“Mountain Shadows”
Fri to Monday - 21-24 September 2007
29 Hikers from Midlands+Backpackers Clubs

Yet another of the Ashtons Amazingly Adventurous Activities – Lead by our favourite leader – Keith! Everytime we hike with Keith, we discover new ways of doing old hikes and theres always an extra edge to add enchantment to keep us on our toes. Such was this wonderful long weekend at the popular Mountain Shadows, who have built luxurious new cottages and always have a warm welcome for we hikers.

This being a combined Midlands/Backpackers Hike, we had a total attendance of 29 people some of whom joined all the hikes while, for others, there was plenty of opportunity to just relax and enjoy the beautiful scenery. A few lucky people arrived early on Friday and warmed up with short local walks. The rest of us drove up though the horrid holiday traffic, arriving at our peaceful destination in time for supper, a quick chat and then bed..only to be woken well before dawn with a continuous cacophony of frustrated roosters who pointed their beaks to the sky telling us their problems, so it was a bunch of muttering, bleary eyed hikers who strapped up their boots ready for Mount Erskine.

Sat 8.30 - Mount Erskine Rockband Traverse. 13.4 km & 600 m. (the top of Mount Erskine is 2151 m)

By now, we were joined by new arrivals, and our group set off for a good day’s hike. Keith had arranged access through the International Backpackers property - a short walk from Mountain Shadows. After a friendly greeting by the owner and a look around his very pretty property with adorable little cabins right on the lake, we started the climb, going southwards. After a diagonal traverse above the top dam followed by a stiff climb with some rock scrambling until we reached an old eland track at about 4.5 km from Mountain Shadows.

After that, we contoured along the eland track (below the white splotched rocks betraying raptor nest sites) At about 1950m we reached an old beautifully built hut, made from perfectly cut stones. The structure itself attached to a massive rock; the rock forming the back wall of the hut. A beautifully symmetrical window gave a romantic view over the valley, which had the recluses amongst us sighing and wishing we could move in right away. A symmetrically correct arch way providing a photo opportunity as well as much speculation as to the origins of such an intriguing home built so far away from any access or water.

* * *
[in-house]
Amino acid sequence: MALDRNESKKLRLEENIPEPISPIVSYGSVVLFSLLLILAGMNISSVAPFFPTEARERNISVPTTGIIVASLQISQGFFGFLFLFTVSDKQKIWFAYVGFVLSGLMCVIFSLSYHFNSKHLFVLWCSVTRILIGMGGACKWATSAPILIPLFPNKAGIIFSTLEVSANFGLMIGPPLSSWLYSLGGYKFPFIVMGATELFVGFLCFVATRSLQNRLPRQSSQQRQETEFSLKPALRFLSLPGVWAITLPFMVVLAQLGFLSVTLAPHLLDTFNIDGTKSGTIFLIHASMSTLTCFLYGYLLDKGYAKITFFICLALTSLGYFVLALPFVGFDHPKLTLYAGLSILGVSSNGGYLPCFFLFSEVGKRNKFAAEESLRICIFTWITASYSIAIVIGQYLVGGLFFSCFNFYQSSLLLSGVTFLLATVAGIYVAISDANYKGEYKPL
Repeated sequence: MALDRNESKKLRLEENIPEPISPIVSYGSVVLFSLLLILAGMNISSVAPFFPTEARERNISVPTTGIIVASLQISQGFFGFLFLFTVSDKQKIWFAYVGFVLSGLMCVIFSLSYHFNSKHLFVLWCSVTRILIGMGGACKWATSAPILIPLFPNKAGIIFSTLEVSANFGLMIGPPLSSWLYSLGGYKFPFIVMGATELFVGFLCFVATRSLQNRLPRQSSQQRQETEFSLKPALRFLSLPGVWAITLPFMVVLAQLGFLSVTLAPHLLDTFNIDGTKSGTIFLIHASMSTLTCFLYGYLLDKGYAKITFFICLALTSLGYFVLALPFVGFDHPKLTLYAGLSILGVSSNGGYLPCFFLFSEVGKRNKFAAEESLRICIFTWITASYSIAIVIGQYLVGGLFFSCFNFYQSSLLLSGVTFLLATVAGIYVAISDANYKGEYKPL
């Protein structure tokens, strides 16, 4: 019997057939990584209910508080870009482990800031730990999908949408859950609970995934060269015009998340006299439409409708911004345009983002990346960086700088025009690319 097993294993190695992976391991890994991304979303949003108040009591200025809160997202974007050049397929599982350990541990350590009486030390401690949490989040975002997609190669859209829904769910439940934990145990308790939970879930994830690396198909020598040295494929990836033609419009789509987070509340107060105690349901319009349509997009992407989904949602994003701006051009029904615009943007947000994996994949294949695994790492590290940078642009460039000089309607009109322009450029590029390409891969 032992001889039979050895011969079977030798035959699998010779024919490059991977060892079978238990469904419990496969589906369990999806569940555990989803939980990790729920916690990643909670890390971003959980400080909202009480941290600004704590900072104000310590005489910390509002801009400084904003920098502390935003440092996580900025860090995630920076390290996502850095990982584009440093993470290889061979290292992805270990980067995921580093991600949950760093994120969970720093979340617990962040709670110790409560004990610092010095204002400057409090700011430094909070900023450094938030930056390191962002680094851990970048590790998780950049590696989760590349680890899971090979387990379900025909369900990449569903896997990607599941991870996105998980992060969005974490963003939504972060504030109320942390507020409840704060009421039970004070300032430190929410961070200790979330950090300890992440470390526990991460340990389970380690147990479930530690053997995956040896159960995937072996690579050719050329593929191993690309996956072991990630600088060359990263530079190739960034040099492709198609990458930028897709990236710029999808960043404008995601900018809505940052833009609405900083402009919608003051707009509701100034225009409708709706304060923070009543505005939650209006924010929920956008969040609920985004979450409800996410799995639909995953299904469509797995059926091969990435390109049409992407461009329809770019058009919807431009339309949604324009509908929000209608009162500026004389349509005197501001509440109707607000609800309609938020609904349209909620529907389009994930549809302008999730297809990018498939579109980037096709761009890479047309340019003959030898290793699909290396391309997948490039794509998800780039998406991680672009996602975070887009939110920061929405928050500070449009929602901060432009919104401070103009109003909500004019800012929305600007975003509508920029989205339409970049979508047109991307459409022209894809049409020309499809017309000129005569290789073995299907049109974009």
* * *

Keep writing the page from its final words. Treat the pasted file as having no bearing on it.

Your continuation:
0022 - en-route up Mount Erskine - Arthur Bester in foreground

0023 - some of our group taking a breather - en-route up Mount Erskine

0024 - inspecting the ruins of the old well built stone building - high up below the rock band on Mount Erskine.

At about 6.6 km we reached an enormous rock outcrop amongst old Podocarpus trees which provided a shady resting place. After lunch we continued contouring west & soon reached a high valley which, if climbed, would give access into the Kamberg area (Keith intends to explore a full route up this valley into the Kamberg Reserve to develop future hikes).

We continued a bit further until we reached a main valley & then descended diagonally- mostly off path and in places quite steep. (finding a route between the rockbands which, when we looked back, made us feel very proud of our personal achievements!). Eventually we reached a lower track travelling east to eventually reach the lovely dam above Silver Hills guesthouse.